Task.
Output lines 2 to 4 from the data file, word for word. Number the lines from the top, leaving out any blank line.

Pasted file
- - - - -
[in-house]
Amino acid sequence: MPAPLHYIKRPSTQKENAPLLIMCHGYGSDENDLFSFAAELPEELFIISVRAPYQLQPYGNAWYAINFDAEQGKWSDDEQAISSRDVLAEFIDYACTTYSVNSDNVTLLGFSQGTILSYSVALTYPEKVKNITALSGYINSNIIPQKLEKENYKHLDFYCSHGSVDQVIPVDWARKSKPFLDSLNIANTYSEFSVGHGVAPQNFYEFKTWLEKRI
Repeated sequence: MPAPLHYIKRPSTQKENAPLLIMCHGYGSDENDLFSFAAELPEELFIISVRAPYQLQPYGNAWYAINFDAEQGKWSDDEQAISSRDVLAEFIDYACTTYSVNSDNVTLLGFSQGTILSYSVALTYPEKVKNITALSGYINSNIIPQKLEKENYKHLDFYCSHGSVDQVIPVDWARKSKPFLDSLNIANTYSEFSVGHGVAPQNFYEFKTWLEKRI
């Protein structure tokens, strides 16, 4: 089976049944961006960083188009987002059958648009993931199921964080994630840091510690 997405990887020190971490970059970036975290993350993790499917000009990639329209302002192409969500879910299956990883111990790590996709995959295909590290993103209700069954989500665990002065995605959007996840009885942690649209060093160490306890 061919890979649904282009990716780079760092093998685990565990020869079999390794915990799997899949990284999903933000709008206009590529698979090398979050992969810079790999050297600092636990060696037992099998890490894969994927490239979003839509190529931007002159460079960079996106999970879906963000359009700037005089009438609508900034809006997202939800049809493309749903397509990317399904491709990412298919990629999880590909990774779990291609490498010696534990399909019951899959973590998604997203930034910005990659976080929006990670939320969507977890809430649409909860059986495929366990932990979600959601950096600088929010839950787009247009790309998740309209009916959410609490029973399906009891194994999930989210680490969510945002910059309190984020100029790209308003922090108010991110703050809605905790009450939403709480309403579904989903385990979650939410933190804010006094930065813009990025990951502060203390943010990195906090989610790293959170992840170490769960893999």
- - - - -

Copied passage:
Amino acid sequence: MPAPLHYIKRPSTQKENAPLLIMCHGYGSDENDLFSFAAELPEELFIISVRAPYQLQPYGNAWYAINFDAEQGKWSDDEQAISSRDVLAEFIDYACTTYSVNSDNVTLLGFSQGTILSYSVALTYPEKVKNITALSGYINSNIIPQKLEKENYKHLDFYCSHGSVDQVIPVDWARKSKPFLDSLNIANTYSEFSVGHGVAPQNFYEFKTWLEKRI
Repeated sequence: MPAPLHYIKRPSTQKENAPLLIMCHGYGSDENDLFSFAAELPEELFIISVRAPYQLQPYGNAWYAINFDAEQGKWSDDEQAISSRDVLAEFIDYACTTYSVNSDNVTLLGFSQGTILSYSVALTYPEKVKNITALSGYINSNIIPQKLEKENYKHLDFYCSHGSVDQVIPVDWARKSKPFLDSLNIANTYSEFSVGHGVAPQNFYEFKTWLEKRI
């Protein structure tokens, strides 16, 4: 089976049944961006960083188009987002059958648009993931199921964080994630840091510690 997405990887020190971490970059970036975290993350993790499917000009990639329209302002192409969500879910299956990883111990790590996709995959295909590290993103209700069954989500665990002065995605959007996840009885942690649209060093160490306890 061919890979649904282009990716780079760092093998685990565990020869079999390794915990799997899949990284999903933000709008206009590529698979090398979050992969810079790999050297600092636990060696037992099998890490894969994927490239979003839509190529931007002159460079960079996106999970879906963000359009700037005089009438609508900034809006997202939800049809493309749903397509990317399904491709990412298919990629999880590909990774779990291609490498010696534990399909019951899959973590998604997203930034910005990659976080929006990670939320969507977890809430649409909860059986495929366990932990979600959601950096600088929010839950787009247009790309998740309209009916959410609490029973399906009891194994999930989210680490969510945002910059309190984020100029790209308003922090108010991110703050809605905790009450939403709480309403579904989903385990979650939410933190804010006094930065813009990025990951502060203390943010990195906090989610790293959170992840170490769960893999």